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Reply by Lazyman

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Posted on Bowling Lane Table and planning for wood movement

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Lazyman

5990 posts in 2309 days


#1 posted 02-21-2017 04:07 AM

Not sure that I can help much but here are few of thoughts. If nothing else, my response will push this back to top and maybe others will have better ideas.

While wood movement is something you normally have worry about on a table top, because the boards are not glued together, they may have enough gaps between them that they have enough room for wood movement, since most of the movement is across the grain not its length. The fact that the finish on the top looks crack free also indicates that this wood is pretty stable—its probably over 50 years old if it was removed from a bowling alley.

Is that angle iron in the 3rd picture from the original installation or something that was added later to hold it together while it was moved? The crack there was probably caused by driving the screw in without a proper pilot hole and if it is from the original installation has probably been there for over 50 years too and not from wood movement. I would replace the angle iron with wood, if for no other reason than to make sure that no one hits their knee on it. But, if you are still concerned with movement, making the holes oversized will give some protection. The nails that hold the boards together may also give the some flexibility to move a bit so that not all of the movement shows up along the sides are at individual points where it is attached to the supports.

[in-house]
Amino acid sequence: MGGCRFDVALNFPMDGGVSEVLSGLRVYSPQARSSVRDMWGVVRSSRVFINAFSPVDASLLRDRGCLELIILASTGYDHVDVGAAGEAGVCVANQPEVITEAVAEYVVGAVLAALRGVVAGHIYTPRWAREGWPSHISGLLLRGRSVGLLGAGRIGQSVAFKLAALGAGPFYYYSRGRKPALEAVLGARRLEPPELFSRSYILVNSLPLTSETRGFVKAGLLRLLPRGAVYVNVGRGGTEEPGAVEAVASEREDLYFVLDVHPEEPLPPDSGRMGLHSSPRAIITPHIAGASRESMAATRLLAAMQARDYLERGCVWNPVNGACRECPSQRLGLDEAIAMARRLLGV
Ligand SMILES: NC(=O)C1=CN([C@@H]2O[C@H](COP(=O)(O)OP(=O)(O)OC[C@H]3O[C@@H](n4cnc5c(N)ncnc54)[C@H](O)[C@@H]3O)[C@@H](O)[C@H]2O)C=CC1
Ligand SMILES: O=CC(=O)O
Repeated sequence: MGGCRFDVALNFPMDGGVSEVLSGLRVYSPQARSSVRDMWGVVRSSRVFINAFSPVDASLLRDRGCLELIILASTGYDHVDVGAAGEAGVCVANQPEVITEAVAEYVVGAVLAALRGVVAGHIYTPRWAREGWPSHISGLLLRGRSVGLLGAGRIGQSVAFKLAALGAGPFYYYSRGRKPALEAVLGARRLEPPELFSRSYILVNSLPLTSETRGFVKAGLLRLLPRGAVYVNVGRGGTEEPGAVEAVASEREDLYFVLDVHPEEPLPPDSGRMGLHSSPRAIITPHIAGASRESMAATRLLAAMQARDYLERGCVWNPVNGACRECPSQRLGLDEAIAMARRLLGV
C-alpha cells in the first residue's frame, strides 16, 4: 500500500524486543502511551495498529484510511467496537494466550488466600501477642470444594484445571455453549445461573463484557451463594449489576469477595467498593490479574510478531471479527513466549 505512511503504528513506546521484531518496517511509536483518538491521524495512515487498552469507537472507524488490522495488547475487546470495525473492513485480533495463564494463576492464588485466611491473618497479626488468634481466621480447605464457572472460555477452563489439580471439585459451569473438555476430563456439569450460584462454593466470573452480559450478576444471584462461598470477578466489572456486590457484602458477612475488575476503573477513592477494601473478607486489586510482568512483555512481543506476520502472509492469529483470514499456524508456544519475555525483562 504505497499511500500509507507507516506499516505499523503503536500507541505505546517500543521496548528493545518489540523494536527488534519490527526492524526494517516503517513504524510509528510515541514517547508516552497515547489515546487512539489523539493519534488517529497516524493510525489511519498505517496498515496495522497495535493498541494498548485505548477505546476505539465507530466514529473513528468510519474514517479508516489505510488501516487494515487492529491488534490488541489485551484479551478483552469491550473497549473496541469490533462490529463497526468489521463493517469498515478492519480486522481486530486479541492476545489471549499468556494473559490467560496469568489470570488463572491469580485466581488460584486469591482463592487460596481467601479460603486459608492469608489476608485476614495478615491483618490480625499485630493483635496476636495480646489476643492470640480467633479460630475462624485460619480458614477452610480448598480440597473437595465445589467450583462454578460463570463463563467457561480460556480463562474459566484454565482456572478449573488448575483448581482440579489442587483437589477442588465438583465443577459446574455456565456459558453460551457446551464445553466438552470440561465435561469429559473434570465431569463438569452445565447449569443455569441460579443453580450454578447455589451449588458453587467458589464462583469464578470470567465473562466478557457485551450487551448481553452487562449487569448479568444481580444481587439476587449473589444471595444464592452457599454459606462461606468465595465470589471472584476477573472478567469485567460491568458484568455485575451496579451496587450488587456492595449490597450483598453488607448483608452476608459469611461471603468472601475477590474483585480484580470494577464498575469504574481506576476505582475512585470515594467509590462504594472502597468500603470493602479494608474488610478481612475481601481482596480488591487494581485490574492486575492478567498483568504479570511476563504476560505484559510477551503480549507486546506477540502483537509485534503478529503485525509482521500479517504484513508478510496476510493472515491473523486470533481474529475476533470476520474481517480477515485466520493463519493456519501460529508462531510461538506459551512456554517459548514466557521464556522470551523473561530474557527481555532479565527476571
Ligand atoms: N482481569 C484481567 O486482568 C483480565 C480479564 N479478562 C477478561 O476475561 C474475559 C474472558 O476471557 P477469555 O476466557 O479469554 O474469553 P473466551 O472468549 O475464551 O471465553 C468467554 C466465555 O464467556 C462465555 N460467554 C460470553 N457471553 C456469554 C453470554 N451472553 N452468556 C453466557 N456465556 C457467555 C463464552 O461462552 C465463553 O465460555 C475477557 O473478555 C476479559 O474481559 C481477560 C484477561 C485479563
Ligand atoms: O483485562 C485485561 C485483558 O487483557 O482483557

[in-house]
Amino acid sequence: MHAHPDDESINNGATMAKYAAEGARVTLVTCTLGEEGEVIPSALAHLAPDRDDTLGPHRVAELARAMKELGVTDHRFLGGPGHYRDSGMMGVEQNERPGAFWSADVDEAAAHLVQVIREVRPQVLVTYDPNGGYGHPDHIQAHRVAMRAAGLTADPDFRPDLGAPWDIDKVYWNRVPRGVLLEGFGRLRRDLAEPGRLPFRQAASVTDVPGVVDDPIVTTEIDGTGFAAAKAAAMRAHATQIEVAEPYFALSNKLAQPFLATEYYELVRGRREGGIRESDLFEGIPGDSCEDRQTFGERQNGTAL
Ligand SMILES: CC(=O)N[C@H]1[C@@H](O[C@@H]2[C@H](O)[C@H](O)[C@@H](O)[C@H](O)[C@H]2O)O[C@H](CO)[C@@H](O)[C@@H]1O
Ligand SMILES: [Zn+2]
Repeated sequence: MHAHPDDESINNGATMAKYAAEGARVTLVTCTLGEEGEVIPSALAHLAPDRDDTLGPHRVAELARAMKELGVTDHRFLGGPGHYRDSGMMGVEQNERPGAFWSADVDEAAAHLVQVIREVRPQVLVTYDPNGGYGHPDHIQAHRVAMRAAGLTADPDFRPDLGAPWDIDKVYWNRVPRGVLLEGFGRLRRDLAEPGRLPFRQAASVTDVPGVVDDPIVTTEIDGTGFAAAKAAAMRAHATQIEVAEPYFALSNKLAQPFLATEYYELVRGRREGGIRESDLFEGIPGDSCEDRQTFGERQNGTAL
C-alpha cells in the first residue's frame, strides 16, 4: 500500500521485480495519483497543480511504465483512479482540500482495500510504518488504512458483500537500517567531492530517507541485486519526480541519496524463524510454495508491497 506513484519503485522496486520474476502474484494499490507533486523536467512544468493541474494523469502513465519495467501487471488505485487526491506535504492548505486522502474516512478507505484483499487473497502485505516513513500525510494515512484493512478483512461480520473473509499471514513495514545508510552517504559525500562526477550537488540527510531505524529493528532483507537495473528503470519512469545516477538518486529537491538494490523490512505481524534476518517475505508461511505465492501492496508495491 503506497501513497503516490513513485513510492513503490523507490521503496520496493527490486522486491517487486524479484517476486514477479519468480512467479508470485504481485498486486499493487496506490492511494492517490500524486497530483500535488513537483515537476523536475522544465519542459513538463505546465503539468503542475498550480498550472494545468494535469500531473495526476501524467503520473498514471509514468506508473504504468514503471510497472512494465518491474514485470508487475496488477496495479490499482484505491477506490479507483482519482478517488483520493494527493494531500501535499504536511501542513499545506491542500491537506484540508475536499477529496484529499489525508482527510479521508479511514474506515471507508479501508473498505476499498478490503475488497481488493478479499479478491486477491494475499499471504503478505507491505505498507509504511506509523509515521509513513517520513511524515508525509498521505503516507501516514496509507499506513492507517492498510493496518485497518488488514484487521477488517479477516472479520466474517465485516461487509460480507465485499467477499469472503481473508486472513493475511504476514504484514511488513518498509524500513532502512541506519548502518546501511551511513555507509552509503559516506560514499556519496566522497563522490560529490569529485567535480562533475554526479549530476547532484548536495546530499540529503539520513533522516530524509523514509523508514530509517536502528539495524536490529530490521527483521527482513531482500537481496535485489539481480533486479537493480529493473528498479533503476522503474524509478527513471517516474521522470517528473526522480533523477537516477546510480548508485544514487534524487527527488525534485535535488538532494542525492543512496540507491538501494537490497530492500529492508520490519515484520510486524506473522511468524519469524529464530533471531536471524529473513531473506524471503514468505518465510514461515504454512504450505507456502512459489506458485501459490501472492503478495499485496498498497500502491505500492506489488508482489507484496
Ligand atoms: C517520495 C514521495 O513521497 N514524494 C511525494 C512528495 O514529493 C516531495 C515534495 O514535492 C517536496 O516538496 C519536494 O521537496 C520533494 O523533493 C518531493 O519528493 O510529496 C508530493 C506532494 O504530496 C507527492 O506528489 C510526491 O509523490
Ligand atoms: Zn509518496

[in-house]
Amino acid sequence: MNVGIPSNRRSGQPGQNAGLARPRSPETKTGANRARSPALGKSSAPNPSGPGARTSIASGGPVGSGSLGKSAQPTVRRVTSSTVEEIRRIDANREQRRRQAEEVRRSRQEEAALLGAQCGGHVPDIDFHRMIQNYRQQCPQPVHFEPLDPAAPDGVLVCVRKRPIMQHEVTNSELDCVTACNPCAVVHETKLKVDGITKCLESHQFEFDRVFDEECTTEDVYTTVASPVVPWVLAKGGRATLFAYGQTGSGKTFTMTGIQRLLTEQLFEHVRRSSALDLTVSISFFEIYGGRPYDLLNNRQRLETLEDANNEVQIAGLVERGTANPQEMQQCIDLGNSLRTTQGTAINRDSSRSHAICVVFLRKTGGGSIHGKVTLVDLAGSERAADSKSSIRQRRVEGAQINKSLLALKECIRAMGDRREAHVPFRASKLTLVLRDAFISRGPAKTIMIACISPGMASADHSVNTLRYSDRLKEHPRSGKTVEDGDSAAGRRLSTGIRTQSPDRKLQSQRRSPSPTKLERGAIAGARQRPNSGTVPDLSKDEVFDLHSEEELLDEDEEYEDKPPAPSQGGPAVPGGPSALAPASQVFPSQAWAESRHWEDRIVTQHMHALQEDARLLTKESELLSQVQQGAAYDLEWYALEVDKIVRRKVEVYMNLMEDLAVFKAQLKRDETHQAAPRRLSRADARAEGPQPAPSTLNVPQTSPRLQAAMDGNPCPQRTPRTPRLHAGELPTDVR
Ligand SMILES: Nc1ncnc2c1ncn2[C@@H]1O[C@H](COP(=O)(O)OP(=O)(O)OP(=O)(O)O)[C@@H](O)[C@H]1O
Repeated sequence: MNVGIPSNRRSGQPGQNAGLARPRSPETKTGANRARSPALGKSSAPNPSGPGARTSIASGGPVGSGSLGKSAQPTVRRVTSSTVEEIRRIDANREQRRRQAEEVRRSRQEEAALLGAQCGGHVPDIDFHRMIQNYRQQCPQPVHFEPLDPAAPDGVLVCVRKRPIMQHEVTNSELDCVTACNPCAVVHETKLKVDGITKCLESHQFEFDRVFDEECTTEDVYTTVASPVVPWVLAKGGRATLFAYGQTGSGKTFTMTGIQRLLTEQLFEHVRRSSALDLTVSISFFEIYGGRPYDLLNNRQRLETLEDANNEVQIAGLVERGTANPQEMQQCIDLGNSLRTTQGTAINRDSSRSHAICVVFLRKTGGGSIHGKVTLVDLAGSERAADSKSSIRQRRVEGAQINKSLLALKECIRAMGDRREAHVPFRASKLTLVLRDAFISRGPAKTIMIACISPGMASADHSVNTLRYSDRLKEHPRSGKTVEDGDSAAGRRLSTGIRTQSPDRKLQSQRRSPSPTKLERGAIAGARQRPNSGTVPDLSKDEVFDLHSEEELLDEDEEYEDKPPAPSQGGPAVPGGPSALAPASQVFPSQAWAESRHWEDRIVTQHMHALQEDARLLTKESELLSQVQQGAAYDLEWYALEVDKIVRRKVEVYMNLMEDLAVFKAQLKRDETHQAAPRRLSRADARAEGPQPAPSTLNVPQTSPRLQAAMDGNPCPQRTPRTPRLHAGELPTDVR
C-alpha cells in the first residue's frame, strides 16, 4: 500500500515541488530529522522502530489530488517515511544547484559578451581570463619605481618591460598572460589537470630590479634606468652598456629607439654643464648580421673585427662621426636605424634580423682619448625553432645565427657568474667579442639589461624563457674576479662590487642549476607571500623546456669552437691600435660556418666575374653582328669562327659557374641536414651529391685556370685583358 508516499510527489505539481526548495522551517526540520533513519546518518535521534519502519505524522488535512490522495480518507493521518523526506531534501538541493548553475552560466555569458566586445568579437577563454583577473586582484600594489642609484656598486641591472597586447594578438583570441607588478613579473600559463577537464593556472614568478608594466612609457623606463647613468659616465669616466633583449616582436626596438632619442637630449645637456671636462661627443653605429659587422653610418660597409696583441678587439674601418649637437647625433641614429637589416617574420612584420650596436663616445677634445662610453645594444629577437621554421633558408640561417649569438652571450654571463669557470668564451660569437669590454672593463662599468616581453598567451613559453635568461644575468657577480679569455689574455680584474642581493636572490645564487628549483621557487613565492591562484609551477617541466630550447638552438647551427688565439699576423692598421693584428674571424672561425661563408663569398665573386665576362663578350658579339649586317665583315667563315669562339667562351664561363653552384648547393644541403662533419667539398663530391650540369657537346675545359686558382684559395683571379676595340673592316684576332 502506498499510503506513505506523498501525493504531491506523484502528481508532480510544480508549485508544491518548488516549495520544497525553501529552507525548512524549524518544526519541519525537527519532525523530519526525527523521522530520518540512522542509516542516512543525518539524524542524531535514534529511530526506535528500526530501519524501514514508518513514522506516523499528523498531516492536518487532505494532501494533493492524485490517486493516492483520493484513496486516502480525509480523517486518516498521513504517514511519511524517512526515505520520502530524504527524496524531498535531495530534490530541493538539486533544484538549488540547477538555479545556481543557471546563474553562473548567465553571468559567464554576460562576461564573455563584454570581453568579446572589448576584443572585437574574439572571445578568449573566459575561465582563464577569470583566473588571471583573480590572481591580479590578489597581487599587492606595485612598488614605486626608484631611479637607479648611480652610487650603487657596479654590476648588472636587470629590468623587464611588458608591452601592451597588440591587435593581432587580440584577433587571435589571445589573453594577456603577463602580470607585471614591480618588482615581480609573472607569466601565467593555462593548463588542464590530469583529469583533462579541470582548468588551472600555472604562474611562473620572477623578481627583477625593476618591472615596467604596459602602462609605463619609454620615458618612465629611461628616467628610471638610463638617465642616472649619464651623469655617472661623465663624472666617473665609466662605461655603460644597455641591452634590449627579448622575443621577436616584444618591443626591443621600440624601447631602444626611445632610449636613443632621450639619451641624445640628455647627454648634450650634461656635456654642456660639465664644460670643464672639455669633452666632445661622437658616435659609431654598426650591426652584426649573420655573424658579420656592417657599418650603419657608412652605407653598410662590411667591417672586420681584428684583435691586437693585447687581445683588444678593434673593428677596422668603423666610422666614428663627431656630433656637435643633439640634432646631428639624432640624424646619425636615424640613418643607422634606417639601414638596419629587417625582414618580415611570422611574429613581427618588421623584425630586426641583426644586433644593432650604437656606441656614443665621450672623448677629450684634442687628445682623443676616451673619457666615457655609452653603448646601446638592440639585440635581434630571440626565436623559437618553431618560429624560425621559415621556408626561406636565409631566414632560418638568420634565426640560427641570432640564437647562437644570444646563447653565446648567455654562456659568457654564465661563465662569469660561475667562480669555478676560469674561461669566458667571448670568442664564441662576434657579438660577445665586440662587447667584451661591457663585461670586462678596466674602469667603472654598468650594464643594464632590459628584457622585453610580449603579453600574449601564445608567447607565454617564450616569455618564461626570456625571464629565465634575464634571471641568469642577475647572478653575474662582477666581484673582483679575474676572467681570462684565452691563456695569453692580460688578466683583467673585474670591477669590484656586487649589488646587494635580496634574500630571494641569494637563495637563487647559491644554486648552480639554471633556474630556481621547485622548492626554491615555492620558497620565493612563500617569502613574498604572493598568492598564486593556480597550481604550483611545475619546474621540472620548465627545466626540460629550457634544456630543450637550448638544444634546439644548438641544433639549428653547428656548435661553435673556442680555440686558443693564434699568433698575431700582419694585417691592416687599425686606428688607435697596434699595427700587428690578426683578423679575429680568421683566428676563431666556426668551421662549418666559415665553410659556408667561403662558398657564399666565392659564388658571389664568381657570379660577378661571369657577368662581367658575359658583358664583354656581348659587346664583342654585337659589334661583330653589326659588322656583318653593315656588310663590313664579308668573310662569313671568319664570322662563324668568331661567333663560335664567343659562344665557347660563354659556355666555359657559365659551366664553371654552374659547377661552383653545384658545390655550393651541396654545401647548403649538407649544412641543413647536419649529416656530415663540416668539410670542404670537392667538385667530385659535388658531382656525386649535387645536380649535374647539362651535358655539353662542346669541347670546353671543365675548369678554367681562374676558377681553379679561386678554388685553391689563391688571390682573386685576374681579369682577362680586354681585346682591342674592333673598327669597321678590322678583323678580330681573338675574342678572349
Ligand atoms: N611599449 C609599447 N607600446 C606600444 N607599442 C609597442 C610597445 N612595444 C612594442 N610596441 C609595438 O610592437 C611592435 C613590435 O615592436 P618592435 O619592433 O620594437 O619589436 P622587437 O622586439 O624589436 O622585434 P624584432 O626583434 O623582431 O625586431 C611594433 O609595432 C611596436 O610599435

It is not clear to me what your concern is with using a router bit on the edges. Are you worried about hitting hidden nails? A metal detector can help you locate them. I find the Zircon m40-FFP a pretty handy tool for locating hidden nails in wood ($30 at Amazon). If you can locate them, you may be able to remove them before using the router.

-- Nathan, TX -- Hire the lazy man. He may not do as much work but that's because he will find a better way.


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